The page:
PPF confirms levy determination for 2022/23—so what’s new? 

January, 2022 - Shoosmiths LLP

Pensions analysis: The Pension Protection Fund (PPF) has issued its levy rules and associated guidance and appendices for the 2022–23 levy year. Partner Suzanne Burrell examines the latest rules and guidance, the changes made since last year, the implications for pension schemes and what happens next.


What is the background to the PPF’s consultation on the 2022/23 levy rules?

The PPF’s consultation took place during autumn 2021 and perhaps unsurprisingly, the PPF has acknowledged that the impacts of coronavirus (COVID-19) have continued to be at the forefront of the PPF’s thinking. In the 2021/22 levy year, the PPF said that it would for now move away from setting the rules on a multi-year basis, enabling it to be more reactive to economic changes. In its consultation, the PPF recognised the need to balance the risk of higher claims, as the economic impact of the pandemic unfolds, against the strong funding position of the PPF.


The PPF has therefore proposed leaving the key levy parameters, such as the headline levy scaling factor, unchanged. The 2022/23 levy estimate is £390m which represents a £130m reduction on last year’s levy.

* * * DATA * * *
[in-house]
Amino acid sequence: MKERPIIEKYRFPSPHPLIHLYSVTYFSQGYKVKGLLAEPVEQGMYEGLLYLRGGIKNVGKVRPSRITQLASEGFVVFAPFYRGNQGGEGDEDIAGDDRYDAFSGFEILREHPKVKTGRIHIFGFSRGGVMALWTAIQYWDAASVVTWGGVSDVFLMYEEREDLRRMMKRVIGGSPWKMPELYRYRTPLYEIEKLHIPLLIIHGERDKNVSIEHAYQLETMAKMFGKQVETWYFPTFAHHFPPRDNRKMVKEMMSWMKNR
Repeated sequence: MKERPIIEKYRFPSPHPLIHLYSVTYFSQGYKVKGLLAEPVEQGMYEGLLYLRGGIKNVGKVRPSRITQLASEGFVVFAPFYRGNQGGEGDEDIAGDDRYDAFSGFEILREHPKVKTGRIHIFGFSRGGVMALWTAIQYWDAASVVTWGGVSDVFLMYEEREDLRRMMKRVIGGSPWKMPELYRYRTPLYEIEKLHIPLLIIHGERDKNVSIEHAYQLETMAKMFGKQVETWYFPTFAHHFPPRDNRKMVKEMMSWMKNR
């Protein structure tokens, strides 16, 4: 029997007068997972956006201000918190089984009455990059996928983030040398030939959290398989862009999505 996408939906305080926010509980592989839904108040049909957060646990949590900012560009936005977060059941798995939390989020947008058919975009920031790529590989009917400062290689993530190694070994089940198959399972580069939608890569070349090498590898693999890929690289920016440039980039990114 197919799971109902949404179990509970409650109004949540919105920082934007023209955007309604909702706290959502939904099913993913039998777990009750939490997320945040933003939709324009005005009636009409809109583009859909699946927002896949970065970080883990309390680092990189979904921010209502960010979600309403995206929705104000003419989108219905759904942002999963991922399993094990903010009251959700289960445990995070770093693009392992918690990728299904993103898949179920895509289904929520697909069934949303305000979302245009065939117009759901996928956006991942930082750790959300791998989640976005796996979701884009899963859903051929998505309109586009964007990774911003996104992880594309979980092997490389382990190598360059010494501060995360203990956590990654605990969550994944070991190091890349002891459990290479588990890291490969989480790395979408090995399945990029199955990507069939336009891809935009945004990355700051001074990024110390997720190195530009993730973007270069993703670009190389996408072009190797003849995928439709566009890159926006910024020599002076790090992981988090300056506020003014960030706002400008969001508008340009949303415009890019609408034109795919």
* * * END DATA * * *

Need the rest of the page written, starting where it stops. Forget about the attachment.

What was the outcome and were any changes made?

Measures introduced in 2021/22 to support schemes and employers through the pandemic are to be continued. This includes continuation of the coronavirus payment easement enabling schemes to request an extension to payment terms with interest payments waived for up to 90 days.


The PPF expects to see a fall in the risk-based levy for 80% of schemes. Additionally, the PPF has introduced a cap on increases to the risk-based levy at 25%. This cap will only apply for the 2022/23 levy year. The small schemes adjustment to the risk-based levy will continue to apply to schemes under £50m by asset size.


The principal changes introduced relate to schemes described by the PPF as ‘Alternative Covenant Schemes’. For schemes falling within this category, a separate calculation methodology is applied and the default position for these schemes is that contingent assets and asset backed contribution arrangements are not recognised by the PPF.


An alternative covenant scheme (ACS) is defined in the levy rules as a scheme which has been confirmed by the PPF as an ACS due to the features it possesses or the risk it poses to the PPF and the Board has confirmed that the scheme is either:


  • a consolidator scheme
  • a scheme where one of its purposes is to enable a return to be paid other than to members
  • it has entered into an ‘Ongoing Governance Arrangement’ or that it has been agreed by the Pensions Regulator that such an arrangement will be entered into at a future date
  • it is a scheme where the sole or last man standing Scheme Employer was responsible for all the scheme’s liabilities, but that Employer has been replaced by another employer, and:
    • the replacement took place on or after 1 January 2017
    • the replacement Employer has no material resource of its own to meet the Scheme liabilities, and